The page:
The chairman of Egypt's Suez Canal on Thursday affirmed the waterway is "not for sale", in a bid to allay fears over a draft law under discussion in parliament.
On Tuesday the legislature approved in principle a bill proposed by the government seeking to establish a sovereign wealth fund "that can carry out all economic and investment activities" for the Suez Canal Authority.
The draft bill has sparked wide debate on social media. Many fear the fund would undermine the state's sovereignty over the waterway which accounts for roughly 10 percent of global maritime trade and is a vital source of foreign currency for economically-battered Egypt.
Suez Canal Authority chairman Osama Rabie said in a news conference on Thursday that the canal cannot be "sold, leased or borrowed for collateral".
He added the purpose of the fund is to invest in mega-projects.
The proposed bill comes with Egypt's economy struggling under growing foreign debt, and the local currency plunging against the dollar.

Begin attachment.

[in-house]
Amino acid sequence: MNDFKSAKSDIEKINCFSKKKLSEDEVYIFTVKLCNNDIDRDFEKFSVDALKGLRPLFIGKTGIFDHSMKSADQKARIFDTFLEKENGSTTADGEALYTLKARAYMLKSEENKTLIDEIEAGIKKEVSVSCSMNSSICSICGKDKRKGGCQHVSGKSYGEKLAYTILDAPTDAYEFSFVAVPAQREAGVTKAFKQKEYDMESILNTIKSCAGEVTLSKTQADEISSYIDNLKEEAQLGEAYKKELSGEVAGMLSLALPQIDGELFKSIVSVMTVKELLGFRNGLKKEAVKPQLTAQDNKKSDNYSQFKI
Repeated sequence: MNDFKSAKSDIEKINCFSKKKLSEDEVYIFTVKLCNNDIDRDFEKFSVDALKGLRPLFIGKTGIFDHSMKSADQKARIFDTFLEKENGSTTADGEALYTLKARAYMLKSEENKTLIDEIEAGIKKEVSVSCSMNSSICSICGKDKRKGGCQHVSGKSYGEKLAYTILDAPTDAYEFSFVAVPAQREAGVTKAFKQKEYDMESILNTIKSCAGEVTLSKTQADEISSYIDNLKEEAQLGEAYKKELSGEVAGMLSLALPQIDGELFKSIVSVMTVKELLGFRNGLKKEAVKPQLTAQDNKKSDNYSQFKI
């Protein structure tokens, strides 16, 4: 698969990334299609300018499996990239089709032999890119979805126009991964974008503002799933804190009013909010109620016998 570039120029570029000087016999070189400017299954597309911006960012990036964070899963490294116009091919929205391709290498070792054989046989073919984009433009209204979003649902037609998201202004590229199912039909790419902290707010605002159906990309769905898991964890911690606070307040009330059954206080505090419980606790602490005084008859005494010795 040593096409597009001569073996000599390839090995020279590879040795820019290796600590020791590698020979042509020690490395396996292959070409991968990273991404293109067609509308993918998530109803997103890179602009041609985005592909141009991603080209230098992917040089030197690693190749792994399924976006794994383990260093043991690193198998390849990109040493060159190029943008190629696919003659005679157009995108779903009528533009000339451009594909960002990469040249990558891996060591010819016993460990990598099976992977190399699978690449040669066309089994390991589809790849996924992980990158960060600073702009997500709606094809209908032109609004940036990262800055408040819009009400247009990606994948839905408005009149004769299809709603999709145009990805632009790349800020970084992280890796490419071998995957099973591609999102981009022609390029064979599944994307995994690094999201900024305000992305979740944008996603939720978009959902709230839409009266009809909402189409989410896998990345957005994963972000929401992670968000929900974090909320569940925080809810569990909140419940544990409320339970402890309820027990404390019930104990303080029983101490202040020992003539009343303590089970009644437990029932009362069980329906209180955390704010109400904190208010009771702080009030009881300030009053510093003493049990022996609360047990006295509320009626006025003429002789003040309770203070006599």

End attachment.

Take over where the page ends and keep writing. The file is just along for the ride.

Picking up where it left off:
In October the government said Egypt had clinched a $3 billion loan deal with the International Monetary Fund conditioned on a currency depreciation and state subsidy cuts.
Economist Hani Tawfiq suggested in a Facebook post that the purpose of the proposed sovereign fund would likely be to "exchange state debt for bonds issued by the fund (and) guaranteed by Suez Canal revenues".
Rabie nonetheless denied this in his press conference. He said the purpose of the fund was to draw foreign investment.
But the bill has already provoked widespread anger among Egyptians on social media, where it was among the top trending topics all week.
Former Suez Canal chairman Mohab Mamish said the new law would be "impossible to implement and opens the door to unprecedented changes... that allow for the presence of foreigners in the Suez Canal's management".
The foreign investors could "change the system upon which the canal's management has been based for years and which has returned record profits", Mamish said in remarks published by local media.